Vaughn v. Airline Pilots Assoc. Int'l., No. 08-4173, concerned an action against an airline pilot's union for breach of the duty of fair representation.  The Second Circuit affirmed the dismissal of the complaint, holding that 1) defendants' failure to conduct the audit at issue was not so far outside a wide range of reasonableness as to be irrational; 2) the mere collection of management fees in exchange for services legally rendered did not, without more, evidence an improper motive; and 3) plaintiffs failed to allege a causal connection between defendant's failure to conduct the audit and the termination of plaintiffs' benefit plan.

Related Resources

Child Pornography Sentence Vacated, and Insurance Matter

Nationwide Mut. Ins. Co. v. Mortensen, No. 08-5214, involved an action arising out of the retention of policyholder information by former insurance agents for plaintiff, summary judgment dismissing both plaintiff's claims and defendants' counterclaims is affirmed, on the grounds that 1) the policyholder information was readily available from another source, and thus did not qualify as a trade secret as a matter of law; 2) plaintiff effectively abandoned its breach of fiduciary duty claim on appeal because it failed to challenge the district court's determination that it could not prove damages on that claim; 3) the agents did not qualify as employees covered by ERISA as a matter of law; and 4) the agents pointed to no evidence showing that plaintiff's allegedly unfair trade practices resulted in an ascertainable loss.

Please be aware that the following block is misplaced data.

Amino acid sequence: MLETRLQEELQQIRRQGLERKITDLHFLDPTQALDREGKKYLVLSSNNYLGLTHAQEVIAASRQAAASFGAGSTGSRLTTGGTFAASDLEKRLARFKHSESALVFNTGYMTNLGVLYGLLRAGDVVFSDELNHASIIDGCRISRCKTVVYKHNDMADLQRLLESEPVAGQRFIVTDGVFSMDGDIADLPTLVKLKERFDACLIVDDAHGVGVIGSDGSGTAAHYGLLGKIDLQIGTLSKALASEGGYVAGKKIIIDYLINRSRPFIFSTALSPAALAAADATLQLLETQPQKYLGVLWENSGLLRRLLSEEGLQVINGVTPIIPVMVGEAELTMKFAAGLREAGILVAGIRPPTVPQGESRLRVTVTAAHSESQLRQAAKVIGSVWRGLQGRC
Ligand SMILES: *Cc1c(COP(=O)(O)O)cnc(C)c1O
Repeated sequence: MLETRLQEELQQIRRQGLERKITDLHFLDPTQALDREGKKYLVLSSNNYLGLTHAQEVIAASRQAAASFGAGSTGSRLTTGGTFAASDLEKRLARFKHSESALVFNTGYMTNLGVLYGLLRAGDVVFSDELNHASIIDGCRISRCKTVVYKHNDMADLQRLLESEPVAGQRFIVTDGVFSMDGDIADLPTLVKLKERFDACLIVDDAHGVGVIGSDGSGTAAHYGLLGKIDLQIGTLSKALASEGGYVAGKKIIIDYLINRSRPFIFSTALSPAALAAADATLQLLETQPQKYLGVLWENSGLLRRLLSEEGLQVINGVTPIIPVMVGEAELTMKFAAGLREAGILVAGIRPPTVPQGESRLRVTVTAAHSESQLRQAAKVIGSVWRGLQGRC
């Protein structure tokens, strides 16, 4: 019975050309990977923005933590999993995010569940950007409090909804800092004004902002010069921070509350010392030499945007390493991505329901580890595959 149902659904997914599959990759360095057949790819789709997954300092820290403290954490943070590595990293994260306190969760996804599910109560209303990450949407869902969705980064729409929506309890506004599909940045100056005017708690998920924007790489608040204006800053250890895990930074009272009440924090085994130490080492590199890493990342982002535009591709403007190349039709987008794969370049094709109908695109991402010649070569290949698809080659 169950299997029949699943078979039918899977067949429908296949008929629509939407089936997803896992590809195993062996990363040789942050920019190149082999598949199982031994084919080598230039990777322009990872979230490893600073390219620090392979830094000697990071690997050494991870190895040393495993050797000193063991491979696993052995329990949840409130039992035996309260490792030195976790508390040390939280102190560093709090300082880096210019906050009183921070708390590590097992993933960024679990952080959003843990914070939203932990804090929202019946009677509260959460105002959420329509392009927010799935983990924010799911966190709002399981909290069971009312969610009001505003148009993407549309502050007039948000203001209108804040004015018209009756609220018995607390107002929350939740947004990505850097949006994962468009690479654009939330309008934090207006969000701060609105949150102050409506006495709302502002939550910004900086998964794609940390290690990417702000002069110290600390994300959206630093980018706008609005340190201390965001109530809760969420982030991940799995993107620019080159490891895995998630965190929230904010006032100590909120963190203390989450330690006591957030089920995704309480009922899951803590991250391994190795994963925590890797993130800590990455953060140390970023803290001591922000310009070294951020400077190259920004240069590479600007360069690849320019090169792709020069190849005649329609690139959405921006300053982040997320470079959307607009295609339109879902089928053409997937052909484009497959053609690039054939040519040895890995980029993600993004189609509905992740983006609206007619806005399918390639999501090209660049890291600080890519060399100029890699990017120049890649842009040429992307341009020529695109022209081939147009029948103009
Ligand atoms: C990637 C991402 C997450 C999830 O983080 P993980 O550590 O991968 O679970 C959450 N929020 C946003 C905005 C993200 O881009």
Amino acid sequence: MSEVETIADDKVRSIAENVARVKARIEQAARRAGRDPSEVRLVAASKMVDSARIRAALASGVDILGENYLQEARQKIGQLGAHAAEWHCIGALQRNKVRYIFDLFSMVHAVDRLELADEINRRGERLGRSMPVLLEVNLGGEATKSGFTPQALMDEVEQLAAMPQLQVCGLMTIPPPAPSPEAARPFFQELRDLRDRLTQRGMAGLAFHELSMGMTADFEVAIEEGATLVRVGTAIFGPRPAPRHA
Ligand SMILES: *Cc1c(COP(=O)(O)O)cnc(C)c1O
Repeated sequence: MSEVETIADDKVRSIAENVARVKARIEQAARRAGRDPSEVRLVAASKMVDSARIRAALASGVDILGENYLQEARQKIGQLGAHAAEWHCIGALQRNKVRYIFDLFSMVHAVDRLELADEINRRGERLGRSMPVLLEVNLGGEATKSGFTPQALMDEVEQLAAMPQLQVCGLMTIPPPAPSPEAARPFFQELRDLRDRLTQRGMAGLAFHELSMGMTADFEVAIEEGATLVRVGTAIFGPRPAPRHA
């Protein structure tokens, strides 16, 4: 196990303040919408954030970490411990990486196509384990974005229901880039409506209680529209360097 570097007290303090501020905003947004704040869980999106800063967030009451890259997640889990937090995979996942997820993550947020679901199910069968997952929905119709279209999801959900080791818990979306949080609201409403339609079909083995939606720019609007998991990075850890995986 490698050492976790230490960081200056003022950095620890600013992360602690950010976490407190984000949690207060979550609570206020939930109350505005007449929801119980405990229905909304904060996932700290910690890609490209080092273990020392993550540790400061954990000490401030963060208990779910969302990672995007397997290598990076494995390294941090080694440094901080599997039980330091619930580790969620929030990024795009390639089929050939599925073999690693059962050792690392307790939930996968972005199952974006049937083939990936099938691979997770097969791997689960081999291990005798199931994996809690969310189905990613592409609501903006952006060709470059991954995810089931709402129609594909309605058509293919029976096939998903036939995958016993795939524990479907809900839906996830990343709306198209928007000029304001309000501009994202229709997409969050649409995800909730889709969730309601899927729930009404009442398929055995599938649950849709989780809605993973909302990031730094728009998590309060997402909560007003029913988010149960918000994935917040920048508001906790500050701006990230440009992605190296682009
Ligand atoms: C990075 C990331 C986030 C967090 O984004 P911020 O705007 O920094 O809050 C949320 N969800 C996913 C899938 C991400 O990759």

In US v. Dorvee, No. 09-0648, the court of appeals vacated defendant's child pornography distribution sentence, on the grounds that 1) it appeared that the district court believed it was imposing a non-Sentencing Guidelines sentence when, in fact, it selected a sentence conforming exactly to the Guidelines, and thus committed procedural error; 2) the sentence was substantively unreasonable because of the district court's apparent assumption that defendant was likely to actually sexually assault a child, a view unsupported by the record evidence yet one that plainly motivated the court's perceived need "to protect the public from further crimes of the defendant"; and 3) the district court erred in considering it a foregone conclusion that the statutory maximum sentence "probably [would] be upheld" on appeal, apparently because it concluded that its sentence was "relatively far below" the initial Guidelines calculation.